Orioles agree to minor league deal with first baseman/outfielder Mike Carp, pending physical

Jon Meoli
Contact ReporterThe Baltimore Sun
Former MLB outfielder Mike Carp, who has shown good on-base ability, is joining the Orioles on MiL deal.

With their corner-outfield picture crowded but unsettled at the major league level, the Orioles have taken a flier on outfielder Mike Carp on a minor league deal, according to an industry source.

Carp, who hasn’t played in the majors since 2014 and played for barely a week in Triple-A last season in the Los Angeles Dodgers organization, will have a physical with the Orioles on Sunday, according to a source.

He did not receive an invitation to major league spring training, but could factor into the outfield situation as the season progresses should he regain the form he had earlier in his career.

Carp competed for a roster spot last season in spring training with the Washington Nationals, but was beaten out by veteran minor leaguer Clint Robinson and exercised his opt-out at the end of camp. He had two hits in 22 at-bats for Triple-A Oklahoma City last season before he was released.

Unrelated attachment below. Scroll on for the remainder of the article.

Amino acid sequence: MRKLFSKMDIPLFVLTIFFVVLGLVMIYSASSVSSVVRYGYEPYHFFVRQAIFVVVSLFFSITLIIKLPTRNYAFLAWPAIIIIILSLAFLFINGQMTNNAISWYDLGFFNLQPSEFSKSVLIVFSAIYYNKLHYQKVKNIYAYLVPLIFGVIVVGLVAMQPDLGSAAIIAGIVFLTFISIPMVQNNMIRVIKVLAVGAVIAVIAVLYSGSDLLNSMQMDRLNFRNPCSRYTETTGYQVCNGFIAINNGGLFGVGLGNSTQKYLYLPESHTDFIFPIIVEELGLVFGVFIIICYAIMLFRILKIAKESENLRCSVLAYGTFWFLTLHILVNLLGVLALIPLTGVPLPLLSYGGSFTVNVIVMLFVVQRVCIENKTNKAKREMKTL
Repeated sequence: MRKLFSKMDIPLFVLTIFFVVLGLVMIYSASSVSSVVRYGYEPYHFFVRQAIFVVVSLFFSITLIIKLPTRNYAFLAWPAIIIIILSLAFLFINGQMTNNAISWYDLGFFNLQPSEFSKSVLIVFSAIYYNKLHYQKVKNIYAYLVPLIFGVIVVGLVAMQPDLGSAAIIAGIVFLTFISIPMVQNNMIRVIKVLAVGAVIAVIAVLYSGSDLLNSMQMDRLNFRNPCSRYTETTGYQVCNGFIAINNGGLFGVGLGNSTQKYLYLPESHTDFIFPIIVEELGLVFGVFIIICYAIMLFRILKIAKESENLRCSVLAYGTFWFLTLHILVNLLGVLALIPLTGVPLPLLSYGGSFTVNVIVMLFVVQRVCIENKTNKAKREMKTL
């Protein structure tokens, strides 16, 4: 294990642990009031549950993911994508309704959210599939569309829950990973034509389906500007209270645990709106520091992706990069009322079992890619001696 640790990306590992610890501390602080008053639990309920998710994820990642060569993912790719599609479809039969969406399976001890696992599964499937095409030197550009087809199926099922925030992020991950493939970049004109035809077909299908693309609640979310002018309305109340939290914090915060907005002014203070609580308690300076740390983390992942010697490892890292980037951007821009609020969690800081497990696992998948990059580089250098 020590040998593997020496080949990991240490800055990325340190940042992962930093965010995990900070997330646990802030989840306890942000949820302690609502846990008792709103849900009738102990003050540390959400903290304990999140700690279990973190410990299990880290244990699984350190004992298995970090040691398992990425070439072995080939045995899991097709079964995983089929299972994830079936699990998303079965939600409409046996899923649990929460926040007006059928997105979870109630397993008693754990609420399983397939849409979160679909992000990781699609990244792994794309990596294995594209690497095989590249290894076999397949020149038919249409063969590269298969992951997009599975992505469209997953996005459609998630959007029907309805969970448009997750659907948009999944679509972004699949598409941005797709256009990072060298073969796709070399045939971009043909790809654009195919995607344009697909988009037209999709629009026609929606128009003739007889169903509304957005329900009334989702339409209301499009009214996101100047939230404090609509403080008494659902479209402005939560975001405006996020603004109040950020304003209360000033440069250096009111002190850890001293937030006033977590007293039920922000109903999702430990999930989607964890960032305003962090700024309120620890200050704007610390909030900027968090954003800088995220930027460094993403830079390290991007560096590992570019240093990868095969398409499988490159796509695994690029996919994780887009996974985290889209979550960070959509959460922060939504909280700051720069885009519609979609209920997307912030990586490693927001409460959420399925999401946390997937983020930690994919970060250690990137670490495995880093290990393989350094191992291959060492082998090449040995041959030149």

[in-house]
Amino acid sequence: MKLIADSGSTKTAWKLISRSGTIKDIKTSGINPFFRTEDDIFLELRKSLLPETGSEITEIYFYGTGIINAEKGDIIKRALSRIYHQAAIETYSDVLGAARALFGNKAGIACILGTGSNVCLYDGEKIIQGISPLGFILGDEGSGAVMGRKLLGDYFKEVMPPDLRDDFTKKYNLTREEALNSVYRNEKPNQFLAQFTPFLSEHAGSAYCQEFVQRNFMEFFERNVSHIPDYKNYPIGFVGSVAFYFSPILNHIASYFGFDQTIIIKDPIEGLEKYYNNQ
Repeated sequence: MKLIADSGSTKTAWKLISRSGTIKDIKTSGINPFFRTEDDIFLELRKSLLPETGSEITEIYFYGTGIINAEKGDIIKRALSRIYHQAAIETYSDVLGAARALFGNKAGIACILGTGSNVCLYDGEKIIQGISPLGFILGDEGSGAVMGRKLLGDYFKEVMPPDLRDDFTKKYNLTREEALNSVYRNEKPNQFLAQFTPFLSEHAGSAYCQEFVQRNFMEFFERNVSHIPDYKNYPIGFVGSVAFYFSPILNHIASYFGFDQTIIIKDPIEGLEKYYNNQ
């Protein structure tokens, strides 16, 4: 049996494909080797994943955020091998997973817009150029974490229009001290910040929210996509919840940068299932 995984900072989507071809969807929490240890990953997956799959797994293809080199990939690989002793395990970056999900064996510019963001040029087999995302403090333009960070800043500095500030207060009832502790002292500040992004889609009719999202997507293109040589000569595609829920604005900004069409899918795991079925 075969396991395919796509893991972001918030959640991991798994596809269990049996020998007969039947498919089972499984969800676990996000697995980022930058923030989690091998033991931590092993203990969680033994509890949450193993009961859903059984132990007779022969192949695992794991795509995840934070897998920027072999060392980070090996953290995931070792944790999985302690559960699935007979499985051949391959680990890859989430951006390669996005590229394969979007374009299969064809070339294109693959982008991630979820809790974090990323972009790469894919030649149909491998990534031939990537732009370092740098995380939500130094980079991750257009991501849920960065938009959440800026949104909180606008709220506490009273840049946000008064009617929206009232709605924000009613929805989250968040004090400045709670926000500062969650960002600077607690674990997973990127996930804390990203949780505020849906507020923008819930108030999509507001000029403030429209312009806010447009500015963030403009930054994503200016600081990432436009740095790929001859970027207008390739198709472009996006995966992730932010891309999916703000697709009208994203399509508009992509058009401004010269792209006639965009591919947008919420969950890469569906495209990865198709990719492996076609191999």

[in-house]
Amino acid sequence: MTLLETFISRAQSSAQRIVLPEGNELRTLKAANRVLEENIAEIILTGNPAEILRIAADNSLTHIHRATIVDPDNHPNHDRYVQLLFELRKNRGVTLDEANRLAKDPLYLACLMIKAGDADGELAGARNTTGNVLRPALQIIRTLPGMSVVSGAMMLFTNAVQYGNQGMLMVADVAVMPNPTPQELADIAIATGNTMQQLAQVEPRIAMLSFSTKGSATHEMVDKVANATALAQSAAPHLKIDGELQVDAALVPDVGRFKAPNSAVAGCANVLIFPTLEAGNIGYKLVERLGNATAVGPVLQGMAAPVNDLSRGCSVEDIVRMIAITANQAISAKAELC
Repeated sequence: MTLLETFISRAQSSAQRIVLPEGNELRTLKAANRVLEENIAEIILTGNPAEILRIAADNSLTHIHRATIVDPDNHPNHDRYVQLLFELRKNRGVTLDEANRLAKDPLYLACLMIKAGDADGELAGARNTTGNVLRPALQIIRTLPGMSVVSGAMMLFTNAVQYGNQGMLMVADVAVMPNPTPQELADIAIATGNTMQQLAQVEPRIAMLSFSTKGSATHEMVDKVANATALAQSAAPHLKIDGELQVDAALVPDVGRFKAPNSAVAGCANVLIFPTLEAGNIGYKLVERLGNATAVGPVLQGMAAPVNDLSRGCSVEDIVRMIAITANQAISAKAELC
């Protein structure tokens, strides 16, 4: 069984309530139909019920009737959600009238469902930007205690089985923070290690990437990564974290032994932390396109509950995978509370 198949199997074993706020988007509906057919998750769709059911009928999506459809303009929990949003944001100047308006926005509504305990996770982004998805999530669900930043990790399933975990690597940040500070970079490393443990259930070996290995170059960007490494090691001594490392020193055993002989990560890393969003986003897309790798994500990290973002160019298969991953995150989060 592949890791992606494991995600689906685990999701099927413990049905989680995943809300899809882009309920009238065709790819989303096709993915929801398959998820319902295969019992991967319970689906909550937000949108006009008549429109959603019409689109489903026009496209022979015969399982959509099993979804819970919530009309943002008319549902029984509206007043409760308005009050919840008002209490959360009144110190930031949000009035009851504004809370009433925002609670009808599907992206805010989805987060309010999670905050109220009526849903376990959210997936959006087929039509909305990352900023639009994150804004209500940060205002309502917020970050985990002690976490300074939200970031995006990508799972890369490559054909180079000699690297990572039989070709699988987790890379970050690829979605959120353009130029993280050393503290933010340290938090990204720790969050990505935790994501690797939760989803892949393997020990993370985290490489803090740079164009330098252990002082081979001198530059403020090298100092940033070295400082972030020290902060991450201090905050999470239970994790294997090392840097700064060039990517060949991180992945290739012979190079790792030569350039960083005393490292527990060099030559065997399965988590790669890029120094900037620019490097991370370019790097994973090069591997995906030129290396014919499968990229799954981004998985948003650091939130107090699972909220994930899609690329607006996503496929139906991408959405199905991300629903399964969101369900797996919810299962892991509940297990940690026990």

In his last season in the majors, Carp spent 59 combined games with the Boston Red Sox and Texas Rangers, batting .175/.289/.230 with 13 RBIs. His best offensive season came the year before in 2013, when he played a career-high 86 games and hit .296/.362/.523 with nine homers and 43 RBIs in 216 at-bats.

Carp has played primarily first base and left field in his career. First base is sufficiently covered on the Orioles roster with Chris Davis and Mark Trumbo, as well as prospects Christian Walker and Trey Mancini also in the fold. The latter is a position the Orioles hope will belong to South Korean outfielder Hyun Soo Kim, who does not have a hit in three spring training games so far.

The list of corner-outfield options already on the 40-man roster includes Trumbo, Nolan Reimold, Rule 5 pick Joey Rickard, Henry Urrutia and Dariel Alvarez. Jimmy Paredes, who also plays some outfield, is dealing with a wrist injury.

Carp’s intrigue here might be his on-base ability. Even in limited roles, and though he’s failed to produce much lately, he has shown an ability to get on base with a career .330 on-base percentage. The Orioles had only three regulars above that mark in 2015.

Carp initially posted about the signing on his Instagram account, as was noted by Barstool Sports' Jared Carrabis.

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